Life: The First Four Billion Years

I first saw Life: The First Four Billion Years in my Amazon recommendations while browsing for other books a few years ago, and finding the cover somewhat striking, I added it to my wishlist, where it proceeded to languish. I didn’t see many preview images anywhere at the time, and I hadn’t ever heard of it from any of the people I follow online, so it was a sort of out-of-sight, out-of-mind thing. Recently, however, I discovered it at one of my local libraries, and figured I should finally get around to checking it out.

I immediately noticed how much bigger it was than I had expected! At about 14×12 inches, it’s a size common to “life-size books” such as Lifesize Dinosaurs and Prehistoric Actual Size (the latter coincidentally written by another Jenkins, no relation to the author of this book, Martin Jenkins). As the title suggests, it follows the development and evolution of life on Earth, from the planet’s formation to the evolution of humans.

There’s an admirable focus on Paleozoic & even Precambrian fauna which all too often gets overlooked in books on prehistory. The size of the book naturally means the illustrations themselves can be quite large, which makes the smaller species really stand out, in all their primeval strangeness.

I’m particularly impressed that the book explicitly called out the popular perception of the so-called “Boring Billion” era of the Precambrian, in which relatively little geologic activity occurred. Directly contrasting with this perception, the book labels these pages “The Not-So-Boring Billion”, illustrating simple multicellular organisms that managed to get fossilized during this time, which the text points out indicates a lot of “under the hood” evolution going on, invisible to typical fossilization patterns. Most multicellular life belongs to the eukaryotic domain of life, indicating that the major changes that define this group occurred sometime earlier in this era as well.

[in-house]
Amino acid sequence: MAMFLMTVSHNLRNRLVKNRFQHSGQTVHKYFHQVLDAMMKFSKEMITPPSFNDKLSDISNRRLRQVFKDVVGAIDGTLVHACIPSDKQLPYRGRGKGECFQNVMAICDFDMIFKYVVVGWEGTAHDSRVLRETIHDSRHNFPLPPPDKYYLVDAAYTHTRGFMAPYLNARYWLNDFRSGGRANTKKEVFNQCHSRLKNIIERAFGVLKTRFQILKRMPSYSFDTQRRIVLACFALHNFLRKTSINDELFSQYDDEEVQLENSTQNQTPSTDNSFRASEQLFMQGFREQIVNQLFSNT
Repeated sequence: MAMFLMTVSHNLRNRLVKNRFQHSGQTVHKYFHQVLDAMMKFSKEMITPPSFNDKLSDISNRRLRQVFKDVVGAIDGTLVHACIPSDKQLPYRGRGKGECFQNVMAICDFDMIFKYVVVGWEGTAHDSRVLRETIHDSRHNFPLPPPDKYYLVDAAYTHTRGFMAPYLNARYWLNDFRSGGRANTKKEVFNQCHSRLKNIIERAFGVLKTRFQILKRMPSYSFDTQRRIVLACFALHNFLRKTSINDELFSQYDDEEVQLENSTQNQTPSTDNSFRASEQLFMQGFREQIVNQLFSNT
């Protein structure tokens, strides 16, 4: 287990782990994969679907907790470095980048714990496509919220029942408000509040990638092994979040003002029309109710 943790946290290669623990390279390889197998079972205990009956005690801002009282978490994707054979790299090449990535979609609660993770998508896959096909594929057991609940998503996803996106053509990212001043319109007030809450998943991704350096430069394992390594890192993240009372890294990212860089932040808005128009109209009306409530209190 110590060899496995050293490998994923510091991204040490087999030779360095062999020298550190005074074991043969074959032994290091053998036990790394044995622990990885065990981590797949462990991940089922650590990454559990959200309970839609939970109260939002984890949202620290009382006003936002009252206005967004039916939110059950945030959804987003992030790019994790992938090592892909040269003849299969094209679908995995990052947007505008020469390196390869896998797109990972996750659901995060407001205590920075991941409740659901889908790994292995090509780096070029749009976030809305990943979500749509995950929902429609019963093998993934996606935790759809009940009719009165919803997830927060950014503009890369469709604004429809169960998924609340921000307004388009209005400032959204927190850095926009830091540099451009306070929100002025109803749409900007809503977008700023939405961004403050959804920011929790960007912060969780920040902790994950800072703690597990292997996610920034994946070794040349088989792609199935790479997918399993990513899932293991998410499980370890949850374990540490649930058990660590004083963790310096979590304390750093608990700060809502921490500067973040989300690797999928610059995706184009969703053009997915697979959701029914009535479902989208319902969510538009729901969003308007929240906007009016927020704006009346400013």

Pair this page with the proportional timeline in A Brief History of Life on Earth to get a good idea of just how long this period was!

Grahame Baker-Smith’s illustrations are certainly striking, if not always super rigorous. They use three basic styles of illustration throughout the book: detailed black & white sketches, sketches with a watercolor background wash, and fully painted illustrations that approach a pseudo-vector-art style. I struggle a bit in attempting to find a way to properly describe them. My brain keeps leaning towards ascribing a vague William Stout type vibe to them, or at least to the sketches. While on second thought I don’t think that’s actually a very good way to describe them, perhaps paleonerds of a similar stripe to myself can see why I might keep coming back to that.


As occasionally seems to happen in more broadly focused books like this (see for example In The Past & The 50 State Fossils), while the artwork for Paleozoic fauna is pretty accurate to the real organisms, the illustrations get significantly less rigorous for the dinosaurs & other Mesozoic reptiles, what with their somewhat loosely-interpreted body shapes, and giant crocodilian scutes randomly placed across their skin. An illustration that clearly references Apatosaurus is also mislabeled as a Brachiosaurus, though that fault likely doesn’t lie with the illustrator.

I certainly strongly recommend checking out this book if you get the chance. I’m going back and forth about giving this my full Stomp of Approval though. While I don’t want to criticize artistic choices that merely represent stylistic differences, I don’t want to use it as an excuse to give illustrators a free pass to get complacent with design. With as good as some of the reconstructions are in this book, I feel like any inaccuracies lean more to the complacency side. Then again, the subjects presented and the information given on them make this a valuable resource in educating kids about the wider array of prehistoric life beyond the usual menagerie of dinosaurs. I think I may ultimately hold off on putting my little approval logo on this one, but give it a “verbal approval but with caveats” instead. Again, I definitely recommend checking it out, and if you feel like my hesitancy is unwarranted, feel free to voice your support for me being more lenient!

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